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Question: Fever + Rash

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You are seeing a 3 year old ill-appearing child with high fever and rash. She initially started with tender erythema in her skin folds, progressing over the next 48 hours to diffuse erythema with flaccid desquamating bullae and yellow crusting around the eyes and mouth. Nikolsky sign is positive. There is no mucous membrane involvement. She was given ibuprofen at home after onset of the fever. 

Which of the following is the most appropriate therapy?

pemsou5_wp • October 5, 2021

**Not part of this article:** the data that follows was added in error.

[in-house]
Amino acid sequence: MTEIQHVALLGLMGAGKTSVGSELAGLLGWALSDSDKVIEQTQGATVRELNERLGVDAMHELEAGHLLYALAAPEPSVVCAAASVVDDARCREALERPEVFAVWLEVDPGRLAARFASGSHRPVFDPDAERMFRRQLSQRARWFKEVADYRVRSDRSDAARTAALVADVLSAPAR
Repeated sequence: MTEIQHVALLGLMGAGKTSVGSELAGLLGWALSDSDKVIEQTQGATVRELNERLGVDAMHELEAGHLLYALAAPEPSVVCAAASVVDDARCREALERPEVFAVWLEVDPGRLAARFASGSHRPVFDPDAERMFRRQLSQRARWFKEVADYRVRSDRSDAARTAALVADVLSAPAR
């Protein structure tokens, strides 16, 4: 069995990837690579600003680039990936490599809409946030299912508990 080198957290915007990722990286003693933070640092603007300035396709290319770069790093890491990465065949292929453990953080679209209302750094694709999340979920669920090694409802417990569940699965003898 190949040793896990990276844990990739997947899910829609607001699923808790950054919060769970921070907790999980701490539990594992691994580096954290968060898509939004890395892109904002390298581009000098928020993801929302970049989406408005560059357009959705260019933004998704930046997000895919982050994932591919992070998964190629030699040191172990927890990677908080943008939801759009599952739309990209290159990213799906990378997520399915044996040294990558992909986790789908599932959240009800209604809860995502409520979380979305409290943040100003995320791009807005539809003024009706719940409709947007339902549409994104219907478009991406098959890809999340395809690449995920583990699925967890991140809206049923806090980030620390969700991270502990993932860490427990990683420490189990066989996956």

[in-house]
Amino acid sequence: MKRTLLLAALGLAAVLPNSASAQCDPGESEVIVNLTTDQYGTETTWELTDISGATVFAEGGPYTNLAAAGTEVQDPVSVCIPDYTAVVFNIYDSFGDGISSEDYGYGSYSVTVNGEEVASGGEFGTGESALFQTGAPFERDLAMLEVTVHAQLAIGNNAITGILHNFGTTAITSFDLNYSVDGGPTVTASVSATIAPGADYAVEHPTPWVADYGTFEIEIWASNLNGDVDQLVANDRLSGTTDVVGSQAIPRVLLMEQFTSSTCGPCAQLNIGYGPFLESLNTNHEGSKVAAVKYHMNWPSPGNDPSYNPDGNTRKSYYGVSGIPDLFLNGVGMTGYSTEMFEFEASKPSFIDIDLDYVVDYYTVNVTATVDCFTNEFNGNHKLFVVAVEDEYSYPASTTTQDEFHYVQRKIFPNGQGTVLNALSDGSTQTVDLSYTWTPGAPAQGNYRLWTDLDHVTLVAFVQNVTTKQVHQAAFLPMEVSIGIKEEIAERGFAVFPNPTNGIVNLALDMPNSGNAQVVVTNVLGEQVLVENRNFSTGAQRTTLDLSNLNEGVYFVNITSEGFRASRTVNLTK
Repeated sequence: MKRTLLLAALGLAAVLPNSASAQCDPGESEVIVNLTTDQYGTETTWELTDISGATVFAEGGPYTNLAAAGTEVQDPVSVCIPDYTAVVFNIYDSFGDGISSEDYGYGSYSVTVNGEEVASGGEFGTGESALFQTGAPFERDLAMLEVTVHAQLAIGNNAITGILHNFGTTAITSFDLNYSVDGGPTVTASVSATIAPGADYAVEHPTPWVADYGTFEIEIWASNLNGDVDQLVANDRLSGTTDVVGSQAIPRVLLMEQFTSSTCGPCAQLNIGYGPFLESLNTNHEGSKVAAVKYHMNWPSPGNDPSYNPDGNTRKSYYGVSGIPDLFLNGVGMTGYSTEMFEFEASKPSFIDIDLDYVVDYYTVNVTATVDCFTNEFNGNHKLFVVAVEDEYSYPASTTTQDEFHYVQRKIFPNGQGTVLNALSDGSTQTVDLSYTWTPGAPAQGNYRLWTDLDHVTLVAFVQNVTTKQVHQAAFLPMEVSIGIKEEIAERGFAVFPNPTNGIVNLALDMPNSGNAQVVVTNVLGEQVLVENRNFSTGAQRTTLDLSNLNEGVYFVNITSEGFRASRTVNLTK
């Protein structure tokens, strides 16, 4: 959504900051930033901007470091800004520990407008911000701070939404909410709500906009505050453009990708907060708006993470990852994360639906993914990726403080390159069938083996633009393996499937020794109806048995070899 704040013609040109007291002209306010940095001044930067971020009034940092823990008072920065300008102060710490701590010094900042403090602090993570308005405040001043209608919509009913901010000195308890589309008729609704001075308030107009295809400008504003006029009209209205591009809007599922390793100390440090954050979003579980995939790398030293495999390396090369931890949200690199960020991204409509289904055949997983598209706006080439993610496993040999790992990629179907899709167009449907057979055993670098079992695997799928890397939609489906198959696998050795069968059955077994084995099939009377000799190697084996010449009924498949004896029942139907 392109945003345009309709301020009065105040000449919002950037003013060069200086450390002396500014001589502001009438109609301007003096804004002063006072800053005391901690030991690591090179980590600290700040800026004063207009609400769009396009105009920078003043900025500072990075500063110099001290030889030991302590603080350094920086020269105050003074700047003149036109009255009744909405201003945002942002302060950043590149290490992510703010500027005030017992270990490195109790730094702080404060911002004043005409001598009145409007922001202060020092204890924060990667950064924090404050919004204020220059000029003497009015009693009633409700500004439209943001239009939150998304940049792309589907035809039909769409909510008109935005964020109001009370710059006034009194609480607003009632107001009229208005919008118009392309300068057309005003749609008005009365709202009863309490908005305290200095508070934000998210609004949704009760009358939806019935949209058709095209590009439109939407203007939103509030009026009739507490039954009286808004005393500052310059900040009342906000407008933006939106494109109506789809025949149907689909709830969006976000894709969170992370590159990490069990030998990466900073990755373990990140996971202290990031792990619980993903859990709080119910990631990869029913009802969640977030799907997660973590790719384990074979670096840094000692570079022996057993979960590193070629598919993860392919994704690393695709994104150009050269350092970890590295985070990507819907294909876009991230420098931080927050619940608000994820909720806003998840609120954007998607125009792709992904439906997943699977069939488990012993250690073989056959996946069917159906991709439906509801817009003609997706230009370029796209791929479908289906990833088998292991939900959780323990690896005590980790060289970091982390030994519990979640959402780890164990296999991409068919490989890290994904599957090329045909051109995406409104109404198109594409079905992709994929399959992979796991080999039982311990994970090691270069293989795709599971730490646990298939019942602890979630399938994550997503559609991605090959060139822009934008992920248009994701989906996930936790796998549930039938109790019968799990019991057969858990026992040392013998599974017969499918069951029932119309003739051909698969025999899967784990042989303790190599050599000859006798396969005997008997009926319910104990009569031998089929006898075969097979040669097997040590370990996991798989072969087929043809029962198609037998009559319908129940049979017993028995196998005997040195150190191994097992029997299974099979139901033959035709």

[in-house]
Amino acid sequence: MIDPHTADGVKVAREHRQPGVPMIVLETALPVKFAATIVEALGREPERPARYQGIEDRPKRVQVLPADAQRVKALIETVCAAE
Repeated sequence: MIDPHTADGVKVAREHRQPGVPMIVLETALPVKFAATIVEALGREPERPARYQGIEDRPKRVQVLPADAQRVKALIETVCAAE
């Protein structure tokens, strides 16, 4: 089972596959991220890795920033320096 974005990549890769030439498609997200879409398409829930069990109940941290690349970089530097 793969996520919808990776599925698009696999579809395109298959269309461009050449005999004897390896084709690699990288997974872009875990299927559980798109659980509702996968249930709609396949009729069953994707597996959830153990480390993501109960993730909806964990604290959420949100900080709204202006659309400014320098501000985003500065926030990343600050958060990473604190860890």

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  1. Kelly October 6, 2021 - 8:33 pm Reply

    B) IV Vancomycin. The patient’s vignette is most consistent with staphylococcal scalded skin syndrome, which should be treated with an antistaphylococcal antibiotic that covers MRSA. Differential diagnosis includes: Kawasaki disease, which is treated with IVIG (but there is no mention of prolonged fever or other findings of Kawasaki), toxic shock syndrome, which is treated with a combination of broad-spectrum anti-staph and anti-strep antibiotics + an antibiotic that reduces toxin production such as clindamycin (but TSS has a negative Nikolsky sign, and no facial crusting or desquamation), and Stevens-Johnson syndrome, which is treated by stopping the offending agent, often a medication, and often by management in a burn center (but lack of mucous membrane involvement points away from this diagnosis). Clindamycin is sometimes added in treating SSSS for its potential effects on toxin production, but is not recommended as a solo treating agent.

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